The Stories Behind Your Favorite Fashions
How Did the Trend for Pointed-Toe Shoes Start?
Long before they ever made an appearance on Sex and the City, pointed shoes were favored by Polish nobles, who introduced the fashion to England on a diplomatic visit in the 1300s. The shoes, dubbed “crackowes” or “poulaines”―after Kraków, Poland―were so long that a chain running from the toe to the knee was often required to keep them from dragging. In 1363 the English attempted to rein in the look by law, assigning shoe spans to social classes. Commoners could sport footwear with toes of up to six inches, while those in the royal ranks were allowed a full two feet in length.
Who Invented the Sports Bra?
In 1977 University of Vermont student Lisa Lindahl was running 30 miles a week―and her bra wasn’t holding up. With the help of two classmates, Lindahl sewed together two jock straps and―presto!―the sports bra was born. The coeds founded the company Jogbra a year later, garnering eternal gratitude from exercise-loving women everywhere.
Not quite: The most widely held theory is that the single-strapped footwear was named for a character in “Buster Brown,” a children’s comic strip that was popular in the early 1900s. Mary Jane was either Buster Brown’s sweetheart or sister, depending on which source you consult.
What’s the Connection Between Shakespeare and Raincoats?
Gabardine, a water-repellent fabric invented by Burberry, got its first mention from Shakespeare. The Bard used the word in The Merchant of Venice to refer to a coarse cloak worn as protection from storms. During World War I, British officers on the front lines kept warm and dry in a uniform coat made of the material―the original Burberry trench.
No one knows who originated the style, but there’s evidence that as early as 2500 B.C. Sumerian women wore pierced earrings―gold half-moon hoops. Men have been wearing earrings since ancient Egypt, where the jewelry was introduced in 1500 B.C.
What Was the Inspiration for Lilly Pulitzer’s Colorful Printed Dresses?
Bored Palm Beach socialite Lilly Pulitzer opened a juice stand in 1959 to pass the time, but she found one drawback: The citrus concoctions discolored her clothes. She instructed her dressmaker to create a uniform that would camouflage the bright stains, and the “Lilly” design―sleeveless cotton shifts in vibrant prints―was born. The style was an instant hit with customers, who soon began placing more orders for dresses than juice.
The term pump first popped up in 1550 in England, where male servants sported the style. It is said that the noise they made while wearing the loose-fitting shoes resembled the sound of a water pump. The word sneaker entered the language in the 1870s; the rubber soles made the shoes quiet and therefore “sneaky.” The modern usage of stiletto, a Renaissance-era Italian word for an assassin’s narrow-bladed knife, made its debut in 1953. The word turned out to be especially appropriate, because the shoes’ pointy heels were murder on wooden floors.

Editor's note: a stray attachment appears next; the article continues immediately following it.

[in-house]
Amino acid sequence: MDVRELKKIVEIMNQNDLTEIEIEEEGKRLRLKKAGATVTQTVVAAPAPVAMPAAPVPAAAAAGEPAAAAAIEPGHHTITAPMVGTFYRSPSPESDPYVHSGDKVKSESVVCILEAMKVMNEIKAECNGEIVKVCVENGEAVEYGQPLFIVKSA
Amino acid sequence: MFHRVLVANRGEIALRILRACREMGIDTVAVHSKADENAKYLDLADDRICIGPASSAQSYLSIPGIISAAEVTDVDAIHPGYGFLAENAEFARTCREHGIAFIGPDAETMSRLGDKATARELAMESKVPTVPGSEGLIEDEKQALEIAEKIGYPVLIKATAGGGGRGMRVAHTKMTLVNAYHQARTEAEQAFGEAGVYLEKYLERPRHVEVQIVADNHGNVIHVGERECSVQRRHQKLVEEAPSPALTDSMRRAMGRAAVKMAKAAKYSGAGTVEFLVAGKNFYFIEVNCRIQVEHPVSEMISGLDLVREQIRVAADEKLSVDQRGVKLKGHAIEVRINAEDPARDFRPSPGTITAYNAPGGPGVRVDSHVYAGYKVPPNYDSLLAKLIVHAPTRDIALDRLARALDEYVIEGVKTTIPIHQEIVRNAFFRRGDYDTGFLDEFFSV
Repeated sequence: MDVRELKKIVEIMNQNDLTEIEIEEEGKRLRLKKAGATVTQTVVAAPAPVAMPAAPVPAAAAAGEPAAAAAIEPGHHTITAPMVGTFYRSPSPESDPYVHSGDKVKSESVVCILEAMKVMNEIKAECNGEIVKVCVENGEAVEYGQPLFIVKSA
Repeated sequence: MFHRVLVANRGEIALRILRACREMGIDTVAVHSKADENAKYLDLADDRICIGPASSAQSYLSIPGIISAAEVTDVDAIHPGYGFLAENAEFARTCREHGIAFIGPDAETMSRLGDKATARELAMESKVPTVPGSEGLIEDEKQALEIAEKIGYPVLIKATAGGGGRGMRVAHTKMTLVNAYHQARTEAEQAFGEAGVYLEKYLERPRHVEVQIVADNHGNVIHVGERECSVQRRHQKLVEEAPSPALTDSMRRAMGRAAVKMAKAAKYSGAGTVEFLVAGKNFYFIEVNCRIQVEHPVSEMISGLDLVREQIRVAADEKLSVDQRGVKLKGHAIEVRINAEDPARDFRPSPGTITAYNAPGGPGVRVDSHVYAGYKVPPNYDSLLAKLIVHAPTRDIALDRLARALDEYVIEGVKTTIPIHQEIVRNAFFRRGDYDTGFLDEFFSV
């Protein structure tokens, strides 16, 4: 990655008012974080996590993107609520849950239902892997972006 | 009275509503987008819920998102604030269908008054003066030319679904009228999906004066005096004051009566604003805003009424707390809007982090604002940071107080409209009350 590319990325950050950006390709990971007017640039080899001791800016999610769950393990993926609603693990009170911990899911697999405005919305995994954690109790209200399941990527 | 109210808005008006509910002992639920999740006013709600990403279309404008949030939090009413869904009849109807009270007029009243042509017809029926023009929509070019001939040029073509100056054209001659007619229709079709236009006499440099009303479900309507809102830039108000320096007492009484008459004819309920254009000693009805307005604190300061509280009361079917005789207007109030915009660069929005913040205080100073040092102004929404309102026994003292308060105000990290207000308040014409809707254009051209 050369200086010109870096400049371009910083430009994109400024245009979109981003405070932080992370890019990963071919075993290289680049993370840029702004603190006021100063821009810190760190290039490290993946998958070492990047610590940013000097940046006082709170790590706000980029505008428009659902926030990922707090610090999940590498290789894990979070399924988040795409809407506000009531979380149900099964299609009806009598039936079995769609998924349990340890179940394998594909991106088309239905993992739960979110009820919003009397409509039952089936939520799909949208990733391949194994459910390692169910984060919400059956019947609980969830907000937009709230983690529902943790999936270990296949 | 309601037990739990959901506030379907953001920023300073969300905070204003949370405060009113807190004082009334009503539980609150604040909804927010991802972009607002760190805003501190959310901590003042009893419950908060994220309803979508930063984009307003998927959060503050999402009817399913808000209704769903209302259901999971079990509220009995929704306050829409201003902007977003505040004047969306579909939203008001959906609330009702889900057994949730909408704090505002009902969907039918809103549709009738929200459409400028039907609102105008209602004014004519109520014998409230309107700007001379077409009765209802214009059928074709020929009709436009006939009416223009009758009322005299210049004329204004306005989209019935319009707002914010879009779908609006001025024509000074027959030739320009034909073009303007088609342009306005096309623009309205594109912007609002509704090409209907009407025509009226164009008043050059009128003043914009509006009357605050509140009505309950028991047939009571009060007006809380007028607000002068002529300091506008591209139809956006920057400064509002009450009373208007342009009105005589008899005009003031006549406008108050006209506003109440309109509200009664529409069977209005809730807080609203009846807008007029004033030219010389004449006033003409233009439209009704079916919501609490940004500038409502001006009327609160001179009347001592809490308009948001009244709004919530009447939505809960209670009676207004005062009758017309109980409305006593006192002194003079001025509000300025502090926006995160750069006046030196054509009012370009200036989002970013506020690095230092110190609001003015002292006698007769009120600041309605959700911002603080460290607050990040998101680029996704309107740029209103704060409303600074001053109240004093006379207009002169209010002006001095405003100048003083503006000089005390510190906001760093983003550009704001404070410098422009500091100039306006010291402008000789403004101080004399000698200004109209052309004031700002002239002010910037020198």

When Did Folks Start Toting Around Umbrellas?
For thousands of years, in such places as Egypt, China, Japan, Mesopotamia, and India, umbrellas were used exclusively to shade the heads of dignitaries from the broiling sun. (When it rained, the well-to-do stayed dry in covered carriages and sedan chairs.) Umbrellas weren’t employed in inclement weather until the late 17th and early 18th centuries. And another hundred years passed before advances in manufacturing made them lightweight, portable, and available to average Joes.
Hardly! Named for the nuclear-testing site Bikini Atoll, the suits first appeared in 1946, but American women thought them immodest. Not until the 1960s were they accepted, possibly helped by the hit song “Itsy Bitsy Teenie Weenie Yellow Polka Dot Bikini.”
Were French Cuffs Really Created for the Battlefield?
It is said that the cuffs were designed to be used as handkerchiefs in combat. But, in fact, French royalty invented the style in the 1500s, when flowing sleeves were the rage; nobles would tie their sleeves back with fasteners. Amusingly, the competitive English tried to take credit for the fashion, which to this day they refer to as “double cuffs.”
Once upon a time, ladies stored their essentials in a little waist sack tied under their clothing (sort of an early ancestor of the fanny pack) and accessible through slits in their skirts. Around 1800, thinner, silkier fabrics and slimmer cuts came into vogue, and women could no longer hide the bulging sacks around their midsections. The solution? They began carrying their belongings in small pocketbooks instead.
Why Is Underwear Nicknamed “Drawers”?
In the 16th century, drawers became a common term for both men’s and women’s underpants. Made of linen, the items were no-frills and looked more or less interchangeable (this being well before Victoria ever had a secret; decorative lace trim started appearing on the garments only in the middle of the 19th century). Most likely, underwear earned this distinctly unsexy epithet because it describes the way that people put on their unmentionables―drawing them up and over the lower part of the body.